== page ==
ISLAMABAD: Prime Minister Nawaz Sharif did not intentionally suppress any facts in his speech before the National Assembly on the Panama Papers issue, rather he gave a broad overview about his family’s businesses set up by his father, the counsel for the prime minister told the Supreme Court on Wednesday.
“The prime minister may have inadvertently omitted something, but he was not making a sworn, itemised submission in a court of law,” Makhdoom Ali Khan argued before a five-judge Supreme Court bench hearing petitions seeking the disqualification of the prime minister under Article 63(1 f) of the Constitution.
You’re putting in words different from what Salman Aslam Butt, who earlier represented the prime minister, had stated — that the PM made a “political statement” on the floor of the house, observed Justice Asif Saeed Khosa.
Makhdoom Ali Khan says apex court must decide whether Sharif lied or committed inadvertent omission
In turn, the counsel asked how many discrepancies and contradictions there were in the itemised petition moved by the PTI, which had been filed after days of consultation and deliberations by senior lawyers.
“We hope you will not seek the disqualification of their lawyers,” Justice Khosa quipped, but the counsel was adamant that “those who live by the sword should also be ready to die by the sword”.
“Then, should the statement of the prime minister be construed as a half-truth or a lie,” wondered Justice Khosa. Justice Ejaz Afzal Khan, however, highlighted the difference between intentional suppression of the truth and an inadvertent omission.
Justice Ijazul Ahsan recalled that the prime minister’s May 16, 2016 address to parliament was not an extempore address, but a written speech.
By that time, talk of the commission to probe the allegations levelled in the Panama Papers had already begun and the prime minister knew whatever he might say would be subject to scrutiny, Justice Khosa observed.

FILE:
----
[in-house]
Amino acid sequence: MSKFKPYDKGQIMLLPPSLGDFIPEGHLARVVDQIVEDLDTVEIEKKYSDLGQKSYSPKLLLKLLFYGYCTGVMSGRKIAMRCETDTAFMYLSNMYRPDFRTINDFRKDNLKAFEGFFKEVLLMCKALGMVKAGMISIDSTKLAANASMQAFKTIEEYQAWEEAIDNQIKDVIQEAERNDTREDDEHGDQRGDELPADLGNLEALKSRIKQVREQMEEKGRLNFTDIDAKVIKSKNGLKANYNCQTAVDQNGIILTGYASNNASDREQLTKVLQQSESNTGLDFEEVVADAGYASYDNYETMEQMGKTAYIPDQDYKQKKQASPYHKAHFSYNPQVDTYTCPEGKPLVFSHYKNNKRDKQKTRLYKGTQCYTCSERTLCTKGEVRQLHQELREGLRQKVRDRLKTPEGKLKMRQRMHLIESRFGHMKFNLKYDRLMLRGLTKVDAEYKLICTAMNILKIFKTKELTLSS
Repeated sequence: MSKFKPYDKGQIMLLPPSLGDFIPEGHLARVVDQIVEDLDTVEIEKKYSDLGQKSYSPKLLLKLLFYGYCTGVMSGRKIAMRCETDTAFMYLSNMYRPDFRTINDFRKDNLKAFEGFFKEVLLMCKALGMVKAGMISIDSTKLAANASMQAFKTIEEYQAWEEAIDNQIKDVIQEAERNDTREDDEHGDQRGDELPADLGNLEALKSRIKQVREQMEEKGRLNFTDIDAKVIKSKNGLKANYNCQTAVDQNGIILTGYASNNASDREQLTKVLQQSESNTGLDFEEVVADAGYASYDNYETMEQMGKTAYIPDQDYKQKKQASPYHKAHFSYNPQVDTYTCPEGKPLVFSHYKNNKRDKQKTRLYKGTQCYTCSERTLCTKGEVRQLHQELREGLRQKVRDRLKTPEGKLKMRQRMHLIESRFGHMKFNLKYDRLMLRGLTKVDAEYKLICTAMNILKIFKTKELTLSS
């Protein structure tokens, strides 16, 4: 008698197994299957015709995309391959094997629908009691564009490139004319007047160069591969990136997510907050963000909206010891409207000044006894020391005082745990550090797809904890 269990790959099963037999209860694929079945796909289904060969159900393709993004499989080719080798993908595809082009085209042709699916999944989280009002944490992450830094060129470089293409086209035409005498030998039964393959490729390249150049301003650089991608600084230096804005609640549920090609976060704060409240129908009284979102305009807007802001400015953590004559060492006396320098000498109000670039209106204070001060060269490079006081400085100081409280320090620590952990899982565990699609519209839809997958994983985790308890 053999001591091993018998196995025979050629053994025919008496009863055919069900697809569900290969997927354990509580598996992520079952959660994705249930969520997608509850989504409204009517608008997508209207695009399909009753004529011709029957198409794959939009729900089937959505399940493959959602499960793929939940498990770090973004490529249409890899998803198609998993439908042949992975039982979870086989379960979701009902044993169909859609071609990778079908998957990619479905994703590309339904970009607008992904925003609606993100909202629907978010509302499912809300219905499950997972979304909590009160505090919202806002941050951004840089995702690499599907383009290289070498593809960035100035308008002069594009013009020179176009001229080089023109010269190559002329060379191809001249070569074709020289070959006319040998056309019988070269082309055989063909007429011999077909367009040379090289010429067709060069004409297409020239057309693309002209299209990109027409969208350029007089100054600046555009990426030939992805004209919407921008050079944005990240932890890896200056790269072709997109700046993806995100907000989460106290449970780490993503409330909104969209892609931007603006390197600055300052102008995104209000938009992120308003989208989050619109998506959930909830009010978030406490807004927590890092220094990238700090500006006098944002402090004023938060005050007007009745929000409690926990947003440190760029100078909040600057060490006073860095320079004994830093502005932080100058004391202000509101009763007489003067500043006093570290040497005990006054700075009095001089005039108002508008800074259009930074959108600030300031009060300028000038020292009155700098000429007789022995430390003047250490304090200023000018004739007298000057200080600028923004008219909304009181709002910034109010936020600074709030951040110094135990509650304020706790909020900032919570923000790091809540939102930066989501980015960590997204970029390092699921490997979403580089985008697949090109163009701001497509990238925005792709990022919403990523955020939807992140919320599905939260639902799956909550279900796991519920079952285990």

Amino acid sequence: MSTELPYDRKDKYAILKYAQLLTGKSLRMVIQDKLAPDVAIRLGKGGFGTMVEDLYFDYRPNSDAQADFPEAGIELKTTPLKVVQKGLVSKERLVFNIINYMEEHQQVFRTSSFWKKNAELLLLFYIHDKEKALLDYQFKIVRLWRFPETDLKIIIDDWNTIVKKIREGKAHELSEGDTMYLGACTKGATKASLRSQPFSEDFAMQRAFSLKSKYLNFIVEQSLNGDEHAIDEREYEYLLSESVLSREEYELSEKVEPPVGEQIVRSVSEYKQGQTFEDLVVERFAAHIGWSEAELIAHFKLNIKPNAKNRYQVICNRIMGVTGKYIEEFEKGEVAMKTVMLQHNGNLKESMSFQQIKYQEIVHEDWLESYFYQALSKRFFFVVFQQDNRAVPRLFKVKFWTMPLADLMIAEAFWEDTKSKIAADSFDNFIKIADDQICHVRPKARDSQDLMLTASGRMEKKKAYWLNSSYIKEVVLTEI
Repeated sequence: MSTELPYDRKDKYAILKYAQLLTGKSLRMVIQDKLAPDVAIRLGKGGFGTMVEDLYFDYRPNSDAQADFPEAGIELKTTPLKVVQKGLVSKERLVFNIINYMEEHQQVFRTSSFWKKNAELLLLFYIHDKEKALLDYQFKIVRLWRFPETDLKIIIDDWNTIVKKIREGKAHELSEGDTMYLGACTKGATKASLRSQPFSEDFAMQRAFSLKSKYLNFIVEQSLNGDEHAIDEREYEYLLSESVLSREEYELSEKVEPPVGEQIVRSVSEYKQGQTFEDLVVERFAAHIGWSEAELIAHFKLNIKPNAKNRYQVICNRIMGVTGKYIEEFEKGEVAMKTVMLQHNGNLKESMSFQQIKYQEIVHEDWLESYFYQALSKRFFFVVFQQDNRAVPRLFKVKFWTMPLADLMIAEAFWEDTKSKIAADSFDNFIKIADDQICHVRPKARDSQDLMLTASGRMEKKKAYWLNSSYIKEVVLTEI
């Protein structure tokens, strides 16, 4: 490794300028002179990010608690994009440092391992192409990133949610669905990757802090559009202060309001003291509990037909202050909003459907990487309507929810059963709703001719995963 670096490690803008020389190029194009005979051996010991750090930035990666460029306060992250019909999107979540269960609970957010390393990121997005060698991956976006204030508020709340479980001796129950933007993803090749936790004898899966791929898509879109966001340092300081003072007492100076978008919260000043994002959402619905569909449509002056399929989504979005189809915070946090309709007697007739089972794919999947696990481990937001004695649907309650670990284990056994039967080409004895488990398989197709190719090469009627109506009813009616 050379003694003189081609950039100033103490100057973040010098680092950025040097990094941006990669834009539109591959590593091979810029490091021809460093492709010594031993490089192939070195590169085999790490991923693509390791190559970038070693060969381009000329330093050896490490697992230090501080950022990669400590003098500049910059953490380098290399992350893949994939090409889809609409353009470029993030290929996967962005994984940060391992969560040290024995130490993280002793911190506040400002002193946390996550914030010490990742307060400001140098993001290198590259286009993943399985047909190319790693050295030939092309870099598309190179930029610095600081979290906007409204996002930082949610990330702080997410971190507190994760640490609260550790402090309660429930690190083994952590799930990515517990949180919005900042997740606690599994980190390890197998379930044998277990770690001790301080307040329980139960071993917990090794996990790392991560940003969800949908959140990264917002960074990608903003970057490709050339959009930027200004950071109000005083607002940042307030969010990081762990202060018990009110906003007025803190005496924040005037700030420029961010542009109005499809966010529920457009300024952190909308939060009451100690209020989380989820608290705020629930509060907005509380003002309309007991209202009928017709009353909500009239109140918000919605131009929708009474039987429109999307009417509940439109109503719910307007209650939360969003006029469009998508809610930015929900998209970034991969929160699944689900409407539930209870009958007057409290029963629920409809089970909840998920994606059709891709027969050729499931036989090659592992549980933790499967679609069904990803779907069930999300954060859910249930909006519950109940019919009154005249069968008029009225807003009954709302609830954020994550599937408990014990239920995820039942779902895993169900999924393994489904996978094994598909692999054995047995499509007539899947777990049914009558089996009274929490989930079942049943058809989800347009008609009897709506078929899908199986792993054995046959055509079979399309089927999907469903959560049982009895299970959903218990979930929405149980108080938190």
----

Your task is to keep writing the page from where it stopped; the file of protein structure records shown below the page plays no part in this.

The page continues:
Instead, Mr Khan emphasised that the prime minister never owned any offshore company in the British Virgin Islands, or any other tax havens, nor had he been a shareholder, director, guarantor of any loans or the beneficial owner of any overseas investment.
Therefore, the prime minister could not be asked to justify or answer for the business of his sons, the counsel argued, adding that it was up to his children to furnish any material record.
The premier never uttered a false statement, he said, and reminded the court of the consequence for those who made false accusations, which entail a three- to five-year jail term.
Dissecting line by line the prime minister’s speech before the National Assembly, the counsel argued that his client never said that the proceeds from the sale of the Jeddah Steel Mills helped start the business of his sons, rather, utilised it was in their business.
When he referred to the premier’s statement that he had nothing to hide because his life was like an open book, Justice Khosa observed that many pages from that book seemed to be missing.
Highlighting different contradictions in the PTI petition, the PM’s counsel pleaded that the court should not overstretch the limits of its jurisdiction under Article 184(3) of the Constitution, recalling that former prime minister Yousaf Raza Gillani was disqualified on a challenge to the speaker’s decision to reject a disqualification reference based on contempt of court for flouting apex court directions.
The burden to prove all allegations rested with the petitioners and not the prime minister, who had nothing to do with the money which was not his, the counsel said.
If he got nothing out of the sale, then the PM was not required to disclose anything, nor was he obliged to pay taxes. The entire business was run by his father, who was in charge of everything until his death in 2004, after which the business was handled in accordance with his [Mian Sharif’s] instructions.
These instructions had been elaborated in the Nov 5, 2016 Qatari letter, the counsel said, and reminded the court that Hamad bin Jassim Al-Thani was the same individual who once bought a Picasso painting for $179.4 million.
He emphasised that it was for the court to determine whether the premier had lied or made inadvertent omissions in his speech.
When the court asked why the prime minister had not placed anything on the record to show how the money went to Jeddah from Dubai and landed in London, the counsel maintained the PM never had the use of this money. Therefore, his children would explain this when their turn came.
The prime minister had been tried earlier before several forums over similar allegations, but nothing had come of it, the counsel said, saying there was no material to contradict him.
At the fag end of Thursday’s proceedings, Justice Sheikh Azmat Saeed observed that an edifice was being created to block the truth — sometimes by the petitioner and sometimes by the respondent — at a time when the nation wanted the true picture.
Published in Dawn, January 13th, 2017